The Pippi Longstocking legacy
This week Sweden celebrates the life of the writer Astrid Lindgren by awarding the annual prize for children's literature set up in her name.
But nine years after Lindgren's death, what is the legacy of her most famous creation Pippi Longstocking - and what do family and fans think of rumoured new plans to make her a story into a Hollywood film?
The flame-haired Pippi with the sticky-out pigtails is the most successful character in a series of books created by Lindgren for her daughter Karin Nyman.
'The very first moment when the character was created was when I was a child, I was asking my mother to tell me a story because she was good at telling stories," says Nyman.
"One particular evening I was ill in bed, and I probably had been asking and asking… so she said in desperation: 'What should I tell you now?'
"I just said this curious name Pippi Longstocking to attract her, and she was triggered by that silly name. And she invented a story this evening, and went on telling me about Pippi Longstocking."
Pippilotta Delicatessa Windowshade Mackrelmint Ephraim's Daughter Longstocking, or Pippi for short, is the strongest, kindest and richest girl in the world.
She lives all alone in a small Swedish village with her monkey Mr Nilsson and Little Old Man her pet horse. All of Pippi Longstocking's adventures are with her friends in tow, Tommy and Annika.
Many in Sweden look on the character as a national treasure. Dr Ulla Lundqvist has even made Pippi her life.
Dr Lundqvist wrote her PhD thesis on the character, who she had loved since reading her stories as a child.
"To me, when I met her, she was just a very funny companion, who dared to do everything that I dared not to do," says Dr Lundqvist.
"She exerted herself, she was self-reliant and strong and very generous and kind, and for the reading child the generosity, the humour, the wittiness, the adventure, is the most important thing.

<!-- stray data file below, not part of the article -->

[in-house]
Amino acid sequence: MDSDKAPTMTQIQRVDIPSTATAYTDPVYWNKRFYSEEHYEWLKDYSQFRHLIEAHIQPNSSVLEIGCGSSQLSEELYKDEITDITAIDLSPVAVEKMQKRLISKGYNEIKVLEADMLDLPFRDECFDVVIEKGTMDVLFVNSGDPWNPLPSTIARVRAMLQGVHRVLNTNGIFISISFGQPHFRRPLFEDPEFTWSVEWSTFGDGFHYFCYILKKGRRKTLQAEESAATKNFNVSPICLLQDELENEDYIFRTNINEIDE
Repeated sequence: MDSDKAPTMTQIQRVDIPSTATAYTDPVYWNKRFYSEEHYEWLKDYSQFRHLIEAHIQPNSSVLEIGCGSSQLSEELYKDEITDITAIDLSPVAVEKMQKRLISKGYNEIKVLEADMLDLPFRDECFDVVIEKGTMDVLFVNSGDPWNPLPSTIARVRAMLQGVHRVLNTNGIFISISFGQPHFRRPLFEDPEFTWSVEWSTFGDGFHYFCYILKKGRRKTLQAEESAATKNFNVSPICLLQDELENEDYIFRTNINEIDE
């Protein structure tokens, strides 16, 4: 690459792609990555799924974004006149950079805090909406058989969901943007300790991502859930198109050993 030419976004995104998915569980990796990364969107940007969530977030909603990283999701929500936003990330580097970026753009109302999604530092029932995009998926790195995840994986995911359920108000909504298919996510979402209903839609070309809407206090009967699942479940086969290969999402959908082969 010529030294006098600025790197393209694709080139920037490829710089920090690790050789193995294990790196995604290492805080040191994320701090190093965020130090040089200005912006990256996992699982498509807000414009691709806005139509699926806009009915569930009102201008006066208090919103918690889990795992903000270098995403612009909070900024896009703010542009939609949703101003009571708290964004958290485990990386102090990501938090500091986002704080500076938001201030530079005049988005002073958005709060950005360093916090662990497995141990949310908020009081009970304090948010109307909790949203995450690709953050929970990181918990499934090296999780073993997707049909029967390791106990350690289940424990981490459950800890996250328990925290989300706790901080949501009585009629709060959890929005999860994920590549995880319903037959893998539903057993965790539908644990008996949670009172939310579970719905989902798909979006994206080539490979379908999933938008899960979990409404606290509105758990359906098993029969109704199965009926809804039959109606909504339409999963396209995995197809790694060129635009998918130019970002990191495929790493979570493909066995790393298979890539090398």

"As a grown-up person I have found other things in her. She symbolises the emancipation of women. It is very important that she is a girl. The strongest child in the world is a girl, and she came out of the blue to my generation, and we are also the first emancipated generation in Sweden."
There have been many adaptations of the Pippi stories for the screen over the years, starting with a movie in 1949.
Now there is speculation another cinema version is being planned under the directorship of Debra Granik, maker of recent Oscar contender Winter's Bone.
Nyman knows her mother was open to using different mediums to bring Pippi to life. However she feels children and adults should be free to conjure up their own interpretations from the books.
"Probably in my heart I would have liked her to stay in the books, but I know Astrid, my mother, thought that if children find it fun to see her in a play or in a movie then they should have the opportunity to do that," she says.
"But she herself could not imagine the volume of the thing it has become."
Saltkrakan AB is the sole owner of all rights associated with the authorship of Lindgren. It was set-up by Lindgren's children and grandchildren.
The company is managed by Nyman's son Nils, who believes it is important not to dilute the values represented in Lindgren's work.
"Her well-known characters are some of the strongest and most appreciated trademarks not only in Sweden but also internationally," he says.
He receives a high number of TV film requests but only a very small percentage of these are made.
One of these was from famed animator Miyazaki, who travelled to Sweden to meet with Lindgren. She turned down the project.
"The Miyazaki project was denied by Astrid Lindgren herself many years ago and perhaps she regretted that later," says Nils Nyman.
"We cannot comment on film requests that are current in some way. But in general, for film adaptations, we look for people that have a love for the story to be told and share the same values with Astrid Lindgren."
Inger Nilsson was the actress who played Pippi in the Swedish-produced TV series during 1969, which was later re-dubbed into English, and released as four feature films in 1969 and 1970.
Nilsson says Pippi was part of her life for three years, and as everyone still talks about the character, she is still with her says she is recognised all the time.
Karin Nyman and Dr Lundqvist say they don't mind this TV interpretation but they have choice words about the others and are wary about another film.
"There was an American Pippi Longstocking movie in the eighties. A bad one, so why would we want another?," says Karin Nyman.
Dr Lundqvist was interviewed on Swedish TV about an animated film version 10 years ago. She wasn't happy about the portrayal.
"I said she [Pippi] was vulgar. She was not my Pippi. She has very few features of my Pippi."
So whether Hollywood is allowed to take-on a project or not, it better be prepared for some pretty strong reactions from Sweden.